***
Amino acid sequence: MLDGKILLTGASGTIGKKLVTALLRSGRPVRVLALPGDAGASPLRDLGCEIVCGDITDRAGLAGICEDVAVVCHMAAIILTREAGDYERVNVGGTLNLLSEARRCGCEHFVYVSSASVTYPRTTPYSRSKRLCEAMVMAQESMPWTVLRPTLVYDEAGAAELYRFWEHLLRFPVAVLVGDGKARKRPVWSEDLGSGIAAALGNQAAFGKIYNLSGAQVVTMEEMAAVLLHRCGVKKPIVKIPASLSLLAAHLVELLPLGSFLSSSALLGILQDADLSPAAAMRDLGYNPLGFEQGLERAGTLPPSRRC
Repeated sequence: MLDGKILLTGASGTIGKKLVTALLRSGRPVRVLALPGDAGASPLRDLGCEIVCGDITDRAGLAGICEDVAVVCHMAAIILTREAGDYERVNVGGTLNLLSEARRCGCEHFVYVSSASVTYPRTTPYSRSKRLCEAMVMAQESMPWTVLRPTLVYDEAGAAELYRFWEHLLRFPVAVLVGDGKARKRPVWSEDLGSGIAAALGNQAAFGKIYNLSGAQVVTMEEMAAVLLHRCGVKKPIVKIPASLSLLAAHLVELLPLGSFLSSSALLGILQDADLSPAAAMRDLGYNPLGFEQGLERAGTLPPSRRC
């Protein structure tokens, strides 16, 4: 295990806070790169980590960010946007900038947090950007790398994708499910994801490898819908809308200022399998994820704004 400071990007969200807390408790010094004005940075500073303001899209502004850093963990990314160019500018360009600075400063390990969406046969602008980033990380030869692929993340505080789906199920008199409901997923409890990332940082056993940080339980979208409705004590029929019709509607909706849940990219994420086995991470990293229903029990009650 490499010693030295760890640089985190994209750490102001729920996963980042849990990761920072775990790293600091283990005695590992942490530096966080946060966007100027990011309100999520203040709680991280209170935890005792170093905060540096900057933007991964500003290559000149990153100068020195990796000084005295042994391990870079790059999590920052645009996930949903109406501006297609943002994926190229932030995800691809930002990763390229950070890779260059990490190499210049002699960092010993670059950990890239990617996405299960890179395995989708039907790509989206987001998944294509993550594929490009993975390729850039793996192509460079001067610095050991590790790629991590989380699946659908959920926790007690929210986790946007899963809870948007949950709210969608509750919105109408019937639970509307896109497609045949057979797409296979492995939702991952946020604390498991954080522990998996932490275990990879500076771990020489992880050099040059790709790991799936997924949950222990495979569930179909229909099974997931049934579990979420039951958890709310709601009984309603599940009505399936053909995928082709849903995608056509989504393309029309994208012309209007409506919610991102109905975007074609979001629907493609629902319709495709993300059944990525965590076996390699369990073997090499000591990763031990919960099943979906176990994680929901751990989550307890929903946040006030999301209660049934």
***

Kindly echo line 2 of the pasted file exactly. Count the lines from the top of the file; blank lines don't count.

Repeated sequence: MLDGKILLTGASGTIGKKLVTALLRSGRPVRVLALPGDAGASPLRDLGCEIVCGDITDRAGLAGICEDVAVVCHMAAIILTREAGDYERVNVGGTLNLLSEARRCGCEHFVYVSSASVTYPRTTPYSRSKRLCEAMVMAQESMPWTVLRPTLVYDEAGAAELYRFWEHLLRFPVAVLVGDGKARKRPVWSEDLGSGIAAALGNQAAFGKIYNLSGAQVVTMEEMAAVLLHRCGVKKPIVKIPASLSLLAAHLVELLPLGSFLSSSALLGILQDADLSPAAAMRDLGYNPLGFEQGLERAGTLPPSRRC